Under the Consumer Rights Act 2015 consumer contracts and consumer notices are required to be expressed in plain and intelligible language. This is a difficult concept to capture. Determining whether a contract is expressed in plain and intelligible language involves resource-intensive work by regulators and difficult adjudications by courts. This paper explores whether reading scores present a viable alternative. Can a simple computer program tell a consumer, a business, a regulator or the court that a particular contract is not expressed in plain and intelligible language? The paper begins by exploring the concept and role of plain and intelligible language in the Consumer Rights Act, before considering the ways that reading scores have developed and been used in legal contexts. We then report on the findings of an experimental examination of insurance contracts using a basket of reading scores, using our findings to draw conclusions about the utility of reading scores in determining whether a contract is expressed in plain and intelligible language. We find that reading scores can play a role in such determinations, but that further work is needed to provide appropriate tools for business, regulators and courts to use in assessing plain and intelligible language.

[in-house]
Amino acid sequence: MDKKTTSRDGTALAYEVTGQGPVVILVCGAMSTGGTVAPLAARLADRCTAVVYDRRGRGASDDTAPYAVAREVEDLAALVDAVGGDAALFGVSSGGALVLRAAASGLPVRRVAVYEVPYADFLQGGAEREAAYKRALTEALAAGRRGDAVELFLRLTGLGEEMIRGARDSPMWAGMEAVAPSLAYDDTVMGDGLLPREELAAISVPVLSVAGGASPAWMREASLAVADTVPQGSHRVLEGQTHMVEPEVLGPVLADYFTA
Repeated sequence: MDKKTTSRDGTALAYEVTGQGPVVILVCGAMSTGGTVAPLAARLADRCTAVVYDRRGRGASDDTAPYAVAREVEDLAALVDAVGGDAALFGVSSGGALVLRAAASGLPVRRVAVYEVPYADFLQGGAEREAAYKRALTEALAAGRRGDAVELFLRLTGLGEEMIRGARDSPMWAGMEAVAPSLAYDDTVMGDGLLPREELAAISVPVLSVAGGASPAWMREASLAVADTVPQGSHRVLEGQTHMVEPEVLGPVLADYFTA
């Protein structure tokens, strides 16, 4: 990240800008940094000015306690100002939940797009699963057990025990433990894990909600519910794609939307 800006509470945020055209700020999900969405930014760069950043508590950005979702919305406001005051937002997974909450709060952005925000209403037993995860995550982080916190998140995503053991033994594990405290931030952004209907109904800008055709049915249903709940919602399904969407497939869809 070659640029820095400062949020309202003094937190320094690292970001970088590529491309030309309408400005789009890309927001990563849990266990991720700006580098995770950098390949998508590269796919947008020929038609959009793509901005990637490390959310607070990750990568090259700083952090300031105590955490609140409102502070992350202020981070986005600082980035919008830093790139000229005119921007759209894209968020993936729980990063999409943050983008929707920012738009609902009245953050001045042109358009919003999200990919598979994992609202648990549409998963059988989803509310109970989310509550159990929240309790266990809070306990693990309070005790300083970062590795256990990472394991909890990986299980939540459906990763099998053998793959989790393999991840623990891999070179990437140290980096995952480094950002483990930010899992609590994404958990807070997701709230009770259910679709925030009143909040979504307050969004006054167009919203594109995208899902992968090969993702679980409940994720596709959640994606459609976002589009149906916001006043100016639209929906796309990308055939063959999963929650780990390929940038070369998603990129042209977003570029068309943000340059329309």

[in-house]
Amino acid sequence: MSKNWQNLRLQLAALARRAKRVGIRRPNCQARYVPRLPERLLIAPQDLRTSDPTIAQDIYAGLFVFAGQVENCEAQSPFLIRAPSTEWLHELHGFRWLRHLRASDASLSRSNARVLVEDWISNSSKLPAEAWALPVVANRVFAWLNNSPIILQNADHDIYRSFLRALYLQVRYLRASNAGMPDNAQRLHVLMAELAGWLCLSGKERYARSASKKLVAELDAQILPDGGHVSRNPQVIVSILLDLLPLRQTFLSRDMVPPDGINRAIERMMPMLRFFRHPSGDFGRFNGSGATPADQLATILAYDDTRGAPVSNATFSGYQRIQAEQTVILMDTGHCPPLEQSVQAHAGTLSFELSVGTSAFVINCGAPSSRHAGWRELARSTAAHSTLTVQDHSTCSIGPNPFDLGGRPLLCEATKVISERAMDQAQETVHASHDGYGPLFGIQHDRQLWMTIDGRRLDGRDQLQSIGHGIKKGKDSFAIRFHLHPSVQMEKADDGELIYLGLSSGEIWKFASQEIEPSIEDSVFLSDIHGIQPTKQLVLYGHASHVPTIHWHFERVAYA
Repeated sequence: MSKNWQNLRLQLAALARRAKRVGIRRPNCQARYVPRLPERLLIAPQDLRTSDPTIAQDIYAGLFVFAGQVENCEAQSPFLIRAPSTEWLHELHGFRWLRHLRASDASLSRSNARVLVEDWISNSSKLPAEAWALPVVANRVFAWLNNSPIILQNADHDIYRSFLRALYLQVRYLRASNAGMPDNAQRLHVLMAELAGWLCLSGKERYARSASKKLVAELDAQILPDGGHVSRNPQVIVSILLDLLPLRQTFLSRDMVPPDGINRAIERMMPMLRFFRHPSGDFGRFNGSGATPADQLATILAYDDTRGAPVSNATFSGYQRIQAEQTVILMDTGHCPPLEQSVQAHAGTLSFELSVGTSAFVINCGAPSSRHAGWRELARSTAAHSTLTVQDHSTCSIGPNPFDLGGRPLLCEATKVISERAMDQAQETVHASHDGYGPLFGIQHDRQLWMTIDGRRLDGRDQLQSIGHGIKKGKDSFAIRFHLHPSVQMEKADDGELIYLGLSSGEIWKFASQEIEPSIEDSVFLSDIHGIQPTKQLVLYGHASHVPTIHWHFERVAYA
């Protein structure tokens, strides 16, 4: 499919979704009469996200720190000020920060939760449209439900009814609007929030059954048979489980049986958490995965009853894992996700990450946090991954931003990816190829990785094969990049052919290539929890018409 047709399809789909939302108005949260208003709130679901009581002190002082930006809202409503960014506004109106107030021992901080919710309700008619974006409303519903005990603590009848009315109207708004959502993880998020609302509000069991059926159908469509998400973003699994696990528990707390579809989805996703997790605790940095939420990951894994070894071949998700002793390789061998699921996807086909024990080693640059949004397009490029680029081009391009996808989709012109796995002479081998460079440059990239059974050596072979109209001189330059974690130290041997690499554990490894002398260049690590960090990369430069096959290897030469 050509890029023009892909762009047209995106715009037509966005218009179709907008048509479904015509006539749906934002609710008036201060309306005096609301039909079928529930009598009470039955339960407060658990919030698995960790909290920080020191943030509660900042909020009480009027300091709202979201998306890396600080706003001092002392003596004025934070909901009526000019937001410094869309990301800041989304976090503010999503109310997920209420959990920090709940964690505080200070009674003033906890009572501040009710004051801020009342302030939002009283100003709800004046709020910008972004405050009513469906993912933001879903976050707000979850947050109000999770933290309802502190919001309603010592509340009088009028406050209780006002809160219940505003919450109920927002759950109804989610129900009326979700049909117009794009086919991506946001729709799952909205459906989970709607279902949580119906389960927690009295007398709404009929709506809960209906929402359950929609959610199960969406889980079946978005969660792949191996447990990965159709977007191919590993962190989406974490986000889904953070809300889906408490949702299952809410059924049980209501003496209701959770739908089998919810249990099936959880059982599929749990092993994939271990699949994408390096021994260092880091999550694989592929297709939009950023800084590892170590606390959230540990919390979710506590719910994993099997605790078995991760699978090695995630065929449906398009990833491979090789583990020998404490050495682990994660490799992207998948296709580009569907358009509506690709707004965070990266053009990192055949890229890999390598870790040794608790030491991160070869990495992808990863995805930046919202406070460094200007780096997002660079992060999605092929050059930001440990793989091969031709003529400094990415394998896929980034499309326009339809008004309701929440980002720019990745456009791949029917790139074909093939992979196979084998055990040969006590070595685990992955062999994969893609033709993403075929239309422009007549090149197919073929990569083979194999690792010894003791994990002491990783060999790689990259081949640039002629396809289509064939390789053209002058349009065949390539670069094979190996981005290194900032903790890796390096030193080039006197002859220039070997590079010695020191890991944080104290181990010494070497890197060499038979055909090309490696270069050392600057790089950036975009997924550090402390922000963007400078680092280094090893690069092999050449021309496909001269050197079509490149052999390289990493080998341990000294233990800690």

Kathy Conklin, Richard Hyde and Fabio Parente, Assessing plain and intelligible language in the Consumer Rights Act: a role for reading scores?, Legal Studies. https://doi.org/10.1017/lst.2018.25. Published online: 10 January 2019.